why cant we fly a plane in to space

Why can’t we fly a plane into space ?

In Planes, Videos by Paul Shillito1 Comment



Why can’t we fly a plane into space, what stops it from just flying higher and higher until we are in space?

Well, there a several issues but assuming we are in something like a normal jet airliner, then one of the main problems is the air or lack of it as we get closer to space.

A plane flies because as it is propelled forward, the wings, which are shaped to make the air flow faster over the top of them than the bottom, generate lift. As the plane goes faster the wings create more lift and when the lift is greater than the weight of the plane, it will climb up into the air.

For our plane to continue to climb it needs more speed to increase the lift. If you throttle back on the speed a bit, the plane will settle into level flight and if you decrease the speed the plane will start to fall as lift from the wings is not enough to overcome the weight of the plane.

As our plane climbs higher and higher into the atmosphere, the air becomes less and less dense, so the plane has to fly faster to create more lift until eventually, it reaches an altitude where the engines cease to function correctly because of the lack of oxygen or the air is too thin to create enough lift.

Now, This is a greatly simplified way of looking at this because as you approach the speed of sound or Mach 1, which also changes with altitude and if your plane has quite straight wings, the airflow over the wing can become unstable and it loses lift. This unstable airflow can also shake the control surfaces, that’s the flaps on the wings that go up and down, so violently it could break them and you then lose control of the plane. That’s why supersonic or hypersonic planes have highly swept back and often delta-shaped wings like Concorde and the space shuttle.

Lack of oxygen

Just as we need air to breath, so the engines need oxygen to burn the fuel to create thrust to propel the plane forward.

Jet Engines, however, can work at higher altitudes than people. We, humans, have a limit of about 8000 meters or around 26,000 feet, above this is what climbers call the “death zone” where there is not oxygen for humans to survive for sustained periods.

The summit of Mount Everest is 29,000 feet high and the air density there is about 33% of that at sea level. This means that with each breath you take, you are getting only 33% of the oxygen. If you were to stay at this altitude without additional oxygen you would suffer a condition called “Hypoxia” where due to the lack of oxygen, the body to slowly shuts down and dies and is the cause of most the 200+ deaths that have occurred on Mount Everest.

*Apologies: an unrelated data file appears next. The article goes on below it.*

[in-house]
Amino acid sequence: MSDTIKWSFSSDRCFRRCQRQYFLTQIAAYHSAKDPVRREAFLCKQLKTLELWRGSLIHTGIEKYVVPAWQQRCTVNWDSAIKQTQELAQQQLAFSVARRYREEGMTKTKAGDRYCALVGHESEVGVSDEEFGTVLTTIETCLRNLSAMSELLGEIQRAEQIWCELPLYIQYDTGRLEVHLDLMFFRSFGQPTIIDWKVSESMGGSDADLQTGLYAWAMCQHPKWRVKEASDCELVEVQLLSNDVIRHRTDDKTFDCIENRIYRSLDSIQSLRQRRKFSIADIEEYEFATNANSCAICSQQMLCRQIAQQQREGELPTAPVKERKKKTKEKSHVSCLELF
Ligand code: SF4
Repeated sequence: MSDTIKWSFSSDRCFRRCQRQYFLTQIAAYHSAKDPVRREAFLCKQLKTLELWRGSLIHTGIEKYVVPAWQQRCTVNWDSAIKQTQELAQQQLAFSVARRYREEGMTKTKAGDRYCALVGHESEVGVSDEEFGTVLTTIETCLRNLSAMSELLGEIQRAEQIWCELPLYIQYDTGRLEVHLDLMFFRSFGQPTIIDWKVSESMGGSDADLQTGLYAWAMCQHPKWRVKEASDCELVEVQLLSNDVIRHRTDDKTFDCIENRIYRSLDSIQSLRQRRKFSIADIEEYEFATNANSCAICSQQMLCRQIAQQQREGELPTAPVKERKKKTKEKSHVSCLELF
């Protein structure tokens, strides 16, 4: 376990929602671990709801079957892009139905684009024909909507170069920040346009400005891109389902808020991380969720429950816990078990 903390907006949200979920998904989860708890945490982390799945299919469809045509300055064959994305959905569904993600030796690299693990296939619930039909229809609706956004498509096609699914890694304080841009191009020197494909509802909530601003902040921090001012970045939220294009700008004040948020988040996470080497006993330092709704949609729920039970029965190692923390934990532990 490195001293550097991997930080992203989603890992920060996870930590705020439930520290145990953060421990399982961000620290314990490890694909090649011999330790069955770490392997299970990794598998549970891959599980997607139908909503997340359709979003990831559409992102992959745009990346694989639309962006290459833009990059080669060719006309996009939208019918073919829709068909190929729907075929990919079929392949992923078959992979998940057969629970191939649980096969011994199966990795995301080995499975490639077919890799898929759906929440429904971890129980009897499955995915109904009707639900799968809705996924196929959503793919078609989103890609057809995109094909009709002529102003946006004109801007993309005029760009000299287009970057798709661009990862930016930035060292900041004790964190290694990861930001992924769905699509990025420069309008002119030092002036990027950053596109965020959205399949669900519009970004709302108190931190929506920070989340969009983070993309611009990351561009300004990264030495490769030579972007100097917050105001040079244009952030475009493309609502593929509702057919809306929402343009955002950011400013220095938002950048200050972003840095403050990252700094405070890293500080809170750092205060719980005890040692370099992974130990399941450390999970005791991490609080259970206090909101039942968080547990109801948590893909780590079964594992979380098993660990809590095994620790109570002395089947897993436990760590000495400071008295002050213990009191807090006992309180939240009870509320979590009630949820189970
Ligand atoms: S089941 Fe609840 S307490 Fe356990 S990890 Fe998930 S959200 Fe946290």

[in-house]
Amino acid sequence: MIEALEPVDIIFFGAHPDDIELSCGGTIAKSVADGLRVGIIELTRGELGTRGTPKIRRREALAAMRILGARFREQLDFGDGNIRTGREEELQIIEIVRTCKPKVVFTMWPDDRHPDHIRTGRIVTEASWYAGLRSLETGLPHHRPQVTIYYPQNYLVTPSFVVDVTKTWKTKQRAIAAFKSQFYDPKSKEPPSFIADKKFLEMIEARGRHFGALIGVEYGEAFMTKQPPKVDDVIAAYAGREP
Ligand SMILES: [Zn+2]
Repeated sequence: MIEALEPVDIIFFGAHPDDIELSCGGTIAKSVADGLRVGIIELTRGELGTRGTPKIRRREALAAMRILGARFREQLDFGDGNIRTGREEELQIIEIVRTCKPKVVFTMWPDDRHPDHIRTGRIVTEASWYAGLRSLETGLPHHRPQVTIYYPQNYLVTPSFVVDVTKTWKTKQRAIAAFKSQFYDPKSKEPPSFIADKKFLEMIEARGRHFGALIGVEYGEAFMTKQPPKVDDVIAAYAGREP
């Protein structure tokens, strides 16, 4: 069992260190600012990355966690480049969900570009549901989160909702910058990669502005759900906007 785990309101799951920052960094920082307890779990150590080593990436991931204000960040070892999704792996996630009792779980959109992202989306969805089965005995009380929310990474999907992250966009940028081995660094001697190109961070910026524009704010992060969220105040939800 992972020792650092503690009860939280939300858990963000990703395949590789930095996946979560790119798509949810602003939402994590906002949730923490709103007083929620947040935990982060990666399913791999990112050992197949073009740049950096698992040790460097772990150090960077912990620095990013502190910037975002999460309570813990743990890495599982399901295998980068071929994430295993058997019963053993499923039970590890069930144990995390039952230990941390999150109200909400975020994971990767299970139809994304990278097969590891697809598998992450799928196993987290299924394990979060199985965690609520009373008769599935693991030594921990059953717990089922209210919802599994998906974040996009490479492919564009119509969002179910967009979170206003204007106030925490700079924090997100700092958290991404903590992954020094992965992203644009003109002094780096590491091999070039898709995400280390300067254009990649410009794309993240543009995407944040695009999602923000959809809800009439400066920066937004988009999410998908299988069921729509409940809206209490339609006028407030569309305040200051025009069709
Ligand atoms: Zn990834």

At 12,000 meters or around 40,000 feet, which is the upper limit of most modern airliners, the air density is about 18% of that at sea level. If you were in a plane that had a rapid decompression at 40,000 feet, you would have about 5-10 seconds to get your emergency oxygen mask on before you became unconscious.

Concorde flew at 60,000 feet or 18,300 meters and where the air density is just 7% of that at sea level. To achieve this height, it had to travel at Mach 2, twice the speed of sound or 1350 mph.

The highest-flying jet plane in level flight was the Lockheed SR-71 Blackbird with a height of 85,069 or 25,929 meters and where the air density is just 2% of that at sea level. At that height it’s travelling at around Mach 3.2, or 2190 mph.

The SR-71 pilots had to wear a full pressure suit with its own oxygen supply in case of a cockpit depressurization or emergency ejection. This put to the test, when in 1966 an SR-71 piloted by Bill Weaver disintegrated at Mach 3.1 at an altitude of 78,000 feet, as it was performing a test flight to optimise it’s performance.

At that altitude, your blood will boil in a similar way to when you open a bottle of fizzy drink as the nitrogen in your blood turns to gas in the low-pressure atmosphere. The pressure suit worked and Weaver survived the decent from 78,000 feet but tragically the navigator, Jim Zwayer, died of a broken neck, as a result, the breakup of the plane.

Now while you would think that the SR-71 is fast, to get into space you need to reach what is known as “escape velocity”. This is where you are travelling faster than gravity is pulling you back to earth and that speed is 25,020 mph or 40,270 kp/h and If that wasn’t a problem then there is also the recognised altitude of where space starts which is 328,000 feet or 100,000 meters, well over 3 times the highest flight of the SR-71.

Normal jet engines like those in the SR-71, have a maximum air speed limit of about Mach 3.5 or 2685mph. Beyond that the air pressure and temperature becomes too high for the compressors in the engine to work effectively.

For hypersonic speeds, experimental unmanned aircraft like the NASA X-43 use a SCRAMJET engine. The X-43 is currently the fastest free-flying air-breathing aircraft in the world having flown at Mach 9.6 or  7310 mph in November of 2004.